Express Pardons Canada

Express Pardons Canada

August 16, 2011 09:00 ET

Express Pardons Raises Public Awareness on Criminal Records and Pardons in Canada as Conservatives Inch Closer to a Pardons Fee Increase

VANCOUVER, BRITISH COLUMBIA--(Marketwire - Aug. 16, 2011) - Express Pardons Canada -

Editors Note: There is one video associated with this Press Release.

On Wednesday, June 29th, 2011 Express Pardons Canada took to the streets of Metro Vancouver to raise awareness on the incidence of criminal records and the impact they have on regular, hard-working Canadians. Through a unique and impactful awareness campaign dubbed '1 in 7' Express Pardons aimed to shed light on the lesser-known facts about criminal records and the importance of pardons in Canada. The campaign couldn't have come at a better time, as the Conservative majority Government in Canada has rushed to put forward a 'Crime Omni-Bill', which will directly impact the way that criminal records are recognized and handled. Additionally, the Government is actively pursuing legislation change which will see the price for pardons in Canada increase significantly.

Most people are unaware that 1 in 7 adult Canadian (4.2 million Canadians) have a criminal record. Whether it is the person sitting next to you on the bus, a friend, relative, or colleague, chances are that someone you know has a criminal record. Most of these records account for minor offences, and in many cases are for mistakes made years ago that people are trying to put behind them.

Having a criminal record in Canada, even for a minor offence, can dramatically hinder a person's ability to find employment, volunteer, travel, and even obtain an education. Pardons provide the ability for those qualified through a formal legal process to eliminate their criminal record from continuing to hold them back.

Express Pardons Canada works with the Parole Board of Canada to petition for a pardon on a client's behalf. The majority of applicants who receive a pardon (96%) have not reoffended, and the majority of pardons in Canada issued are for minor offences.

The Conservative Party of Canada is attempting to make it difficult for Canadians to obtain a pardon through a 'Crime Omni-Bill' and are also proposing a pardons fee increase of nearly quadruple the current cost. Despite significant public outcry and an internal Government Board review recommendation against the pardons fee increase, the Government continues to move aggressively towards the change.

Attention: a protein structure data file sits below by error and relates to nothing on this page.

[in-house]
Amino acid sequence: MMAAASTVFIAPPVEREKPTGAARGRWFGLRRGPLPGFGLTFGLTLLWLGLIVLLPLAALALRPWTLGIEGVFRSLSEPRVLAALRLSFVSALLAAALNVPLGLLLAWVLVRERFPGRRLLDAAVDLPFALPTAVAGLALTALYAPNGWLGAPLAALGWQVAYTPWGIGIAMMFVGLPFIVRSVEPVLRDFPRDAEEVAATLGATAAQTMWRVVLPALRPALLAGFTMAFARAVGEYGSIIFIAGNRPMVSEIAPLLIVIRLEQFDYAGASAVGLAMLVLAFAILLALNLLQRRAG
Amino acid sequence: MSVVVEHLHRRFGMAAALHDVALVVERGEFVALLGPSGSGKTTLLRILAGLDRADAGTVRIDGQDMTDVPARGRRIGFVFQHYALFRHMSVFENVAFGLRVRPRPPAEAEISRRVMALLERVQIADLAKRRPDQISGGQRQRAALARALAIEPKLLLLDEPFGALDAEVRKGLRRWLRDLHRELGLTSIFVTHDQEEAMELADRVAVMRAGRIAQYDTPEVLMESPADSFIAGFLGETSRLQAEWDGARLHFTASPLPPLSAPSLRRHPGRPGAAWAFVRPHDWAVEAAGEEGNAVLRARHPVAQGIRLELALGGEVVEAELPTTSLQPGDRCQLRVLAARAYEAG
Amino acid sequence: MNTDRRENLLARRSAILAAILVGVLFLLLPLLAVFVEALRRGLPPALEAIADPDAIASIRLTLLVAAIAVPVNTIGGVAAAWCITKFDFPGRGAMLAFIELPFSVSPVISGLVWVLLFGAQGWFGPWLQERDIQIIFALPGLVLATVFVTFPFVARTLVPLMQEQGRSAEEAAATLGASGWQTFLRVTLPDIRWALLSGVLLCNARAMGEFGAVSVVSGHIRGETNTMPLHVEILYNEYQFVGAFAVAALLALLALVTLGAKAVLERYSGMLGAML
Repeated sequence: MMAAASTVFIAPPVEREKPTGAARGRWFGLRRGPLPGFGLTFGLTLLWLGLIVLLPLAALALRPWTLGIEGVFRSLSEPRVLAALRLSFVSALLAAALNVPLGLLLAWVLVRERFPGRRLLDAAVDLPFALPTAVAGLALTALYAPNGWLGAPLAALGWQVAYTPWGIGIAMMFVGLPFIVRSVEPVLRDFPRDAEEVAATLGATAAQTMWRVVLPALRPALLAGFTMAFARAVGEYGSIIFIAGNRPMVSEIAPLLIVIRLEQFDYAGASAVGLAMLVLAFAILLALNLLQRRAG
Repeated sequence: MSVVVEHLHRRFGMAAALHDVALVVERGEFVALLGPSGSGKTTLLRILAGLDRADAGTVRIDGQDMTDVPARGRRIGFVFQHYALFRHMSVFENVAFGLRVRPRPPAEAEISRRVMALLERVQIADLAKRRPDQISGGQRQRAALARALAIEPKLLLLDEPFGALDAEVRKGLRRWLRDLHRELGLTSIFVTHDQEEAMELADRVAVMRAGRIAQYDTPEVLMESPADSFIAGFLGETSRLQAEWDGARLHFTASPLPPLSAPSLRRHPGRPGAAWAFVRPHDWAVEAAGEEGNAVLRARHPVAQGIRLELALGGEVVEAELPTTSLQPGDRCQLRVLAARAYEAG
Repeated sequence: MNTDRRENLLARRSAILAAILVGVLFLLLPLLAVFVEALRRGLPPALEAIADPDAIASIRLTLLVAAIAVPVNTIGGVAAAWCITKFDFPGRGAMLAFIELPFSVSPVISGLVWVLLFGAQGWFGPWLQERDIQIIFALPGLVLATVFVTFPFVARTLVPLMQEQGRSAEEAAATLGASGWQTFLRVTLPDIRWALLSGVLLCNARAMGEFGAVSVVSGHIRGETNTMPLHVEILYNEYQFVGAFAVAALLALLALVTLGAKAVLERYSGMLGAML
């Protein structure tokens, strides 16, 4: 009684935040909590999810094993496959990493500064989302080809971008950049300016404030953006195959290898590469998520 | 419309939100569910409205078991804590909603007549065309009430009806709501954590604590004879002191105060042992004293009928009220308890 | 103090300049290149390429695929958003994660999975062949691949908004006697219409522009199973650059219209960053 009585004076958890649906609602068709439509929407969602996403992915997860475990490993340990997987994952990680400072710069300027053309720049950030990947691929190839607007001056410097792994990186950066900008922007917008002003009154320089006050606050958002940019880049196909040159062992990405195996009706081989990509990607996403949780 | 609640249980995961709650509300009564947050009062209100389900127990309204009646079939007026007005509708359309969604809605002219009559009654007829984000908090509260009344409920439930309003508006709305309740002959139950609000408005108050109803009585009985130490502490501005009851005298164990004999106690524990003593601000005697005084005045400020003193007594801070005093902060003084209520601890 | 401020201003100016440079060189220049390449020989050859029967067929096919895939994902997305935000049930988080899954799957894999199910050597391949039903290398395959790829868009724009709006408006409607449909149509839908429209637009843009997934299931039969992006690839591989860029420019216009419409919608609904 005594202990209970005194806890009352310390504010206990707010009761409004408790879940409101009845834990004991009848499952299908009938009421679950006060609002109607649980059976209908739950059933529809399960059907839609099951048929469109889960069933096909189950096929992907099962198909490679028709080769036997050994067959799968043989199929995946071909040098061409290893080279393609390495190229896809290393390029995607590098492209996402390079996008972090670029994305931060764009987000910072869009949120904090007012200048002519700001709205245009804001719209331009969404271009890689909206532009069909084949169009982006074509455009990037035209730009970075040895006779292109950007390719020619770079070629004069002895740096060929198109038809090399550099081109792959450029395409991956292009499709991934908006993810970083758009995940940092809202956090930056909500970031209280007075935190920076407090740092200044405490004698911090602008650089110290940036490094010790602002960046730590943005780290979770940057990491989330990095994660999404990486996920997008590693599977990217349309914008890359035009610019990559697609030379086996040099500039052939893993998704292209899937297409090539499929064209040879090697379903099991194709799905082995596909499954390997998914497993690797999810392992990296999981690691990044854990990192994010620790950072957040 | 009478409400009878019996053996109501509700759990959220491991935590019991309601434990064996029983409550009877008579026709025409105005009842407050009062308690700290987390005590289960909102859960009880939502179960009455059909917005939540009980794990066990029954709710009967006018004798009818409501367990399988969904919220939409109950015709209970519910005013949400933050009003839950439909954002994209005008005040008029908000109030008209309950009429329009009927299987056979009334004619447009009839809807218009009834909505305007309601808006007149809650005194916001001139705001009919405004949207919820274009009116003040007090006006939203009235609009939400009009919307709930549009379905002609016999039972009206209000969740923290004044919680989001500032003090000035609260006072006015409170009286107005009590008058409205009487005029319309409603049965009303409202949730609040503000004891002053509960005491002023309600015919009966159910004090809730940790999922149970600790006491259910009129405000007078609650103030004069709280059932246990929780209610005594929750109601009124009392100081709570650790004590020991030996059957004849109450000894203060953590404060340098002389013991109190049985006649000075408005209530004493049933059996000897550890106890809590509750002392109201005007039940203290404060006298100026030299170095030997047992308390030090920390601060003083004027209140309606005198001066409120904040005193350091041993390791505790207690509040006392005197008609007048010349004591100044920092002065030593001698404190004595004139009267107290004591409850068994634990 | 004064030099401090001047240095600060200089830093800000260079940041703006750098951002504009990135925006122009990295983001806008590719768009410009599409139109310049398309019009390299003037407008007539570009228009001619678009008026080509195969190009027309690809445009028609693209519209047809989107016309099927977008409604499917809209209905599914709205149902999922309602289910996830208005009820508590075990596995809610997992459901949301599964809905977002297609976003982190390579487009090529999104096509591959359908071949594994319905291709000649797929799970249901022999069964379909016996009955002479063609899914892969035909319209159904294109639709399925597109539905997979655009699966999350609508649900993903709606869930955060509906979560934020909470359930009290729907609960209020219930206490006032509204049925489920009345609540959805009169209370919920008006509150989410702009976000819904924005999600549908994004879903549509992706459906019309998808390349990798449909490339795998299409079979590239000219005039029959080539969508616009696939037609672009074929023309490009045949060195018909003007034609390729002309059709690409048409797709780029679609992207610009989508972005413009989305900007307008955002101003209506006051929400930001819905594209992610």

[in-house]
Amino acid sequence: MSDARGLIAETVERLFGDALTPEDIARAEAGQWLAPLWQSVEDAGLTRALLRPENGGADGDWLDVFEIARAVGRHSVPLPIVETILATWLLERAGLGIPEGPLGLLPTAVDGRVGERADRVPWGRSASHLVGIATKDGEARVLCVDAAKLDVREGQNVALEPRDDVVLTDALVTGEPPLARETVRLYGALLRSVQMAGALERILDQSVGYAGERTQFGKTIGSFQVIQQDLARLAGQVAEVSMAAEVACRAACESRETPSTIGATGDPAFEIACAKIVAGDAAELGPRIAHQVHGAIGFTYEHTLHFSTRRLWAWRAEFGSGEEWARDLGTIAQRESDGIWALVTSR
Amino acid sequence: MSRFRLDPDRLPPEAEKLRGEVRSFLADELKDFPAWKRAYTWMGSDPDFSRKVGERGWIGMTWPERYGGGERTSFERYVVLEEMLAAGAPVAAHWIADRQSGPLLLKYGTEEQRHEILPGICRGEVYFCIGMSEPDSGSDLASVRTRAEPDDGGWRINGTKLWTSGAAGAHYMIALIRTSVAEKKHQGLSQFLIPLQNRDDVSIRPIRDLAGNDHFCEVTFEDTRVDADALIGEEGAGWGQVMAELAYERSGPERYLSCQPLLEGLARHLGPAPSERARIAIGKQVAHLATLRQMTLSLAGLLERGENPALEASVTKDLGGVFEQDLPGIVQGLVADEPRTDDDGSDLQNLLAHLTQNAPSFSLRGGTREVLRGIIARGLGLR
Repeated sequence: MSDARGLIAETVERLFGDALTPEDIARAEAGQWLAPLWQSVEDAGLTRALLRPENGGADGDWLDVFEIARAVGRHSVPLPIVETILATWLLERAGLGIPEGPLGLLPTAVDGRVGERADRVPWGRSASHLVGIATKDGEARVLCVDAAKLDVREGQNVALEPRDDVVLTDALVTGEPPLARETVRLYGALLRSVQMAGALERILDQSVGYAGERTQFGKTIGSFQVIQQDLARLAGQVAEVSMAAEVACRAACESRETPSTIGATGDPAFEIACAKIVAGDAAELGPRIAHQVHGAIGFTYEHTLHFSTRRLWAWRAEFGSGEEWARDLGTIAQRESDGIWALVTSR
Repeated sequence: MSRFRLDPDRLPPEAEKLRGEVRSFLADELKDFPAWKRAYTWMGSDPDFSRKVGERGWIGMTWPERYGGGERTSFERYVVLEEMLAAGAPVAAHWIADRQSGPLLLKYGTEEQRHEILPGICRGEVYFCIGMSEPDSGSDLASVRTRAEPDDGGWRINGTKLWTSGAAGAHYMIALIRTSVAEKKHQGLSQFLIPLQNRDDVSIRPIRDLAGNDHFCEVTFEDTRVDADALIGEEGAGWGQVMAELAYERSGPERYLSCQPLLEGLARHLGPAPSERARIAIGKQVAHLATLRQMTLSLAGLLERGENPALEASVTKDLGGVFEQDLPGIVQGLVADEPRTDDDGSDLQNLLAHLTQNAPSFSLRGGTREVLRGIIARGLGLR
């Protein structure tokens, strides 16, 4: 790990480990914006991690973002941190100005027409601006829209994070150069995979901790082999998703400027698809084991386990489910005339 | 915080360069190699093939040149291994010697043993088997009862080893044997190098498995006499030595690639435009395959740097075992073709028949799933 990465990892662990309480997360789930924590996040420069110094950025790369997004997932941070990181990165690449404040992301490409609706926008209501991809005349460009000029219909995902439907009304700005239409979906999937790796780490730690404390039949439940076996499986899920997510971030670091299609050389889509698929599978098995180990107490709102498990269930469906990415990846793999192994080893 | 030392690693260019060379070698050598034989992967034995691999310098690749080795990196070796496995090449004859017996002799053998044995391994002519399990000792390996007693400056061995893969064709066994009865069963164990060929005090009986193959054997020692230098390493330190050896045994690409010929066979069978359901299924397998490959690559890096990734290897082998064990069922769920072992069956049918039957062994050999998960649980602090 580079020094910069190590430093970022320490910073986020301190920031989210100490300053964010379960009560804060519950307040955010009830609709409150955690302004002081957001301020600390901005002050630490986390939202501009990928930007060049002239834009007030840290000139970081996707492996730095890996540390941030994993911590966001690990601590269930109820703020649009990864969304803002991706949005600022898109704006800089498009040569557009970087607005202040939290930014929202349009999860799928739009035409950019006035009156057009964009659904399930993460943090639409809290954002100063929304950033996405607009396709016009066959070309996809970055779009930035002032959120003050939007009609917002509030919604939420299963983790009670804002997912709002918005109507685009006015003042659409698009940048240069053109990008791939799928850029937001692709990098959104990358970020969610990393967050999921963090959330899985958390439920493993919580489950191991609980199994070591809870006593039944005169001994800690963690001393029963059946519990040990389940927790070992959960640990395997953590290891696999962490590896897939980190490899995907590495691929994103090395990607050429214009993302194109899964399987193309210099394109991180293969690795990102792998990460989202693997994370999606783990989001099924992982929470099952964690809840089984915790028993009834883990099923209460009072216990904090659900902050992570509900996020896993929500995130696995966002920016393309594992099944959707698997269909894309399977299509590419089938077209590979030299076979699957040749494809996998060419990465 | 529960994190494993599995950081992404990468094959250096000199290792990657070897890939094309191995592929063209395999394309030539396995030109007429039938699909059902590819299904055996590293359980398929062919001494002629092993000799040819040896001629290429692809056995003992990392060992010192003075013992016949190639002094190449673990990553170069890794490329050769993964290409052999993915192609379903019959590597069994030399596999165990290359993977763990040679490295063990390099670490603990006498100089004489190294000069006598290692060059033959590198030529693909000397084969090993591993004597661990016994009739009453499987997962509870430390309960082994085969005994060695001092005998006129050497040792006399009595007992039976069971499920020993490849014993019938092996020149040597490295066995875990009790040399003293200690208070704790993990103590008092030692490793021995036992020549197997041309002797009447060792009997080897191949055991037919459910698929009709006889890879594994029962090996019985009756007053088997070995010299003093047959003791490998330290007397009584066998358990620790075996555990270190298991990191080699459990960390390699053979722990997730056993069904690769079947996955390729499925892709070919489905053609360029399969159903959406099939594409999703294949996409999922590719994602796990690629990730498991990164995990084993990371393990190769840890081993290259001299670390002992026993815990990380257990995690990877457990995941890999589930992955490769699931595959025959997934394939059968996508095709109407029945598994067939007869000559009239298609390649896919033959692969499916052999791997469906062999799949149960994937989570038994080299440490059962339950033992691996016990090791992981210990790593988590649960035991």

Conservative spokesperson, Michael Patton explained to CBC Radio "Canadians gave our Government a strong mandate to put the rights of law abiding Canadians ahead of the rights of criminals. Record suspensions (pardons) are not a right. That is why we are proposing that criminals pay their own way when applying for a record suspension."

Ainsley Muller, of Express Pardons, however, counters the Government's position, pointing out that "It is a right of Canadians who have satisfied the terms of their sentencing and have demonstrated the desire to once again become contributing members of society to not be stuck in a cycle of unnecessarily punitive measures."

Muller and Express Pardons take the position that it is unfair to refer to all Canadians who have a criminal record as 'criminals'.

"Most of the clients that come to us are facing a situation where they made a mistake (a bar fight or driving offence) twenty or thirty years ago and are now faced with living their entire life with the same brand as someone who willfully defrauded, robbed, murdered or abused someone," Muller points out.

The proposed 'Crime Omni-Bill' and pardons fee increase will undoubtedly have a negative impact on 4.2 million (1 in 7) adults in Canada - many of which will no longer be able to afford the cost of a pardon and may be pushed into a cycle of poverty or difficulty as a result of being barred from employment, travel or education.

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Contact Information

  • Express Pardons Canada
    Sara Padidar
    Media Contact